“I’m just too embarrassed, especially when teachers mispronounce my name,” Mishra said. “I don’t want to make it seem like I’m criticizing them, even though I know it’s probably the right thing to do. I have friends who I’ve been friends with for a long time who still mispronounce my name. I’m kind of too shy to correct them. I feel like they might view me differently or something because they have a different pronunciation of my name. It’s a bad habit.”

When I would go to Starbucks I would try to use [the name] ShaeLi. I now use Elizabeth just because it’s easier. ”

— ShaeLi Fielding, Sophomore

People’s names have been shown to possibly influence various characteristics of a person. For example, researchers Brett Pelham, Matthew Mirenberg, and John Jones from the State University of New York found that an individual is more likely to live in a city with a name that resembles their own. This reflects the concept of “implicit egotism,” a phenomenon wherein a person is more likely to be drawn to things that remind them of themselves.

“Our names are how people address us and how people think of us,” sophomore Ali Rizvi said. “If they think of your name, then they think of you. So you’re automatically associated with that name. I also think the meaning behind your name also kind of influences the way you act and how you carry yourself. If your name means something important, you might not want to do something that would bring dishonor to the name.”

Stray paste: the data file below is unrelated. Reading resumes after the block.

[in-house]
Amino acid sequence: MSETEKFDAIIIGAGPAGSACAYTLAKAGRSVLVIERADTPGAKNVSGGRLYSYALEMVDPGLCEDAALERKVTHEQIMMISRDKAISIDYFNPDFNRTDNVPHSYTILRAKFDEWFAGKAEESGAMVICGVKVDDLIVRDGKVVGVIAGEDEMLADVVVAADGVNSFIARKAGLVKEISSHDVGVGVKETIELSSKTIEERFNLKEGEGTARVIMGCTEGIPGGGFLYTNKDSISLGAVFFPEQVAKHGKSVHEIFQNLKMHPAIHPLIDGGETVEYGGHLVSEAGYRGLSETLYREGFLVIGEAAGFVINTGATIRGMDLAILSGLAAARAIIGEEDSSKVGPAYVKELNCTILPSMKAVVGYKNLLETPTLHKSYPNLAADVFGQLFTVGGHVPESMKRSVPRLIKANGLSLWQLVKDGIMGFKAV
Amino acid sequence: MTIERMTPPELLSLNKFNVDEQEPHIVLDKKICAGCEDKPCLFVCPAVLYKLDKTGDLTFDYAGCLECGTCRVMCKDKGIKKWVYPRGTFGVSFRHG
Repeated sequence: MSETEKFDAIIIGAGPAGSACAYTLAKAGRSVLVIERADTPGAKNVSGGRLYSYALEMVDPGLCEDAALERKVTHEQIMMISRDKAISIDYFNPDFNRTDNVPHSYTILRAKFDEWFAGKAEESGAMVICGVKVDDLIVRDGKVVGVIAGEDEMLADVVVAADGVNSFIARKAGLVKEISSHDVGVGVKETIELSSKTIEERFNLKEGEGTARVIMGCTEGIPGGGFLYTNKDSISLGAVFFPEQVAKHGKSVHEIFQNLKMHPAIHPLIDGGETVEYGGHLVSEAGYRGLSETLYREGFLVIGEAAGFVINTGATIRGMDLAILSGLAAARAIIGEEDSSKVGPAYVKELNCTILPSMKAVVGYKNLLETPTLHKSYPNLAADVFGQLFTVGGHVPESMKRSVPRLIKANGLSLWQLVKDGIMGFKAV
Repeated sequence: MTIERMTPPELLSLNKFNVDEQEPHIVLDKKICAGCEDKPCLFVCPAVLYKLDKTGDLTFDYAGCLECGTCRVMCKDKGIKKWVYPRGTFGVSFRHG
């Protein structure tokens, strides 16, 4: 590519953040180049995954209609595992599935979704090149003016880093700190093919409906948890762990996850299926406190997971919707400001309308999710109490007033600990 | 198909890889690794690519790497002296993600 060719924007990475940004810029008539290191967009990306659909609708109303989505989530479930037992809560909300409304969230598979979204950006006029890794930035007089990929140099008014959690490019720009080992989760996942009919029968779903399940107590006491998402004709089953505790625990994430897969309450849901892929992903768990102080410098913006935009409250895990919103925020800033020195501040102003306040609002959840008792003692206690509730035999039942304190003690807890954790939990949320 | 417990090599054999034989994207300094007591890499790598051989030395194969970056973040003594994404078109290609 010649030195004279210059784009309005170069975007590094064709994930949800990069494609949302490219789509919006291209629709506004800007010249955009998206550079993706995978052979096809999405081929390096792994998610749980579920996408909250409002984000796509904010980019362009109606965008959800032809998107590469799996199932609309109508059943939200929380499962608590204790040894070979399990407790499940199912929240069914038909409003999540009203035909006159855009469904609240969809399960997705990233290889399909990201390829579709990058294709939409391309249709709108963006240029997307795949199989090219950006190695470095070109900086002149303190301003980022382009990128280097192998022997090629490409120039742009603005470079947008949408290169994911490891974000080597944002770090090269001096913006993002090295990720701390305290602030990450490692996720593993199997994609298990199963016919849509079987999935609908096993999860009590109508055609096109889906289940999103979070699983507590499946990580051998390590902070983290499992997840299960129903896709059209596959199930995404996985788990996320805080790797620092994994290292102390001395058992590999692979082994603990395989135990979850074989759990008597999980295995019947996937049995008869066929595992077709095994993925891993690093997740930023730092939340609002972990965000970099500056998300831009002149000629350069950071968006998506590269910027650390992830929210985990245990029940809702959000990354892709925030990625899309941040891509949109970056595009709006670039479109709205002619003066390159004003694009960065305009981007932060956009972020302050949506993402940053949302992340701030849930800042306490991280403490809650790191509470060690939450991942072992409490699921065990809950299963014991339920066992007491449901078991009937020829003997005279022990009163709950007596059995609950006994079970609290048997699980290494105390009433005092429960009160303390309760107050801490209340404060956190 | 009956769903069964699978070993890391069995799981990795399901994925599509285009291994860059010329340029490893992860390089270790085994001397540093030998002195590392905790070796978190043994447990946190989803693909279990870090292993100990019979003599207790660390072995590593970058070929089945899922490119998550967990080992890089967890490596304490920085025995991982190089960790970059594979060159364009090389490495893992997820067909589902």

Some scientists argue that the relationship between our names and personality is correlation rather than causation. University of Pennsylvania professor Uri Simonsohn refers to most implicit egotism analyses as “fun coincidences.” However, other studies have shown possible connections between our names and aspects of our identity like the way we look, our career choices, and even who we marry.

“Even our name, which is chosen for us by others and is not biological, can influence the way we look through our interactions with society,” Hebrew University (Jerusalem, Israel) researcher Dr. Zonat Zwebner said in an interview with HuffPost.

One of the most prominent places students interact with each other is in the classroom. Being in school eight hours a day means students hear their names a lot. Some teachers, like English teacher Kimberly Wiedmeyer, have attempted to make accommodations for the wide array of names she encounters.

“I care so much about kids feeling comfortable in my classroom,” Wiedmeyer said. “I even asked if, when we do those beginning-of-the-year surveys, there is an audio clip feature where kids can add that the way that they say their name because I do think it’s really important. I know I’ve gotten kids’ names wrong in the past, and that hurts me because my goal is to make them feel comfortable. I can only imagine if that was a meaningful thing to you so oftentimes I will ask kids to remind me of the pronunciation.”

There are easy ways to treat other people’s names with respect, according to Rizvi, who provided some advice when people encounter a name that they do not know how to pronounce of spell.

“Just try your best to pronounce it the right way,” Rizvi said. “You can also just ask the person who has the name. Normally like, like 99% of the time, the person who holds the name knows how to pronounce it. So if you just ask that person respectfully, you should be fine.

 

Anna Holme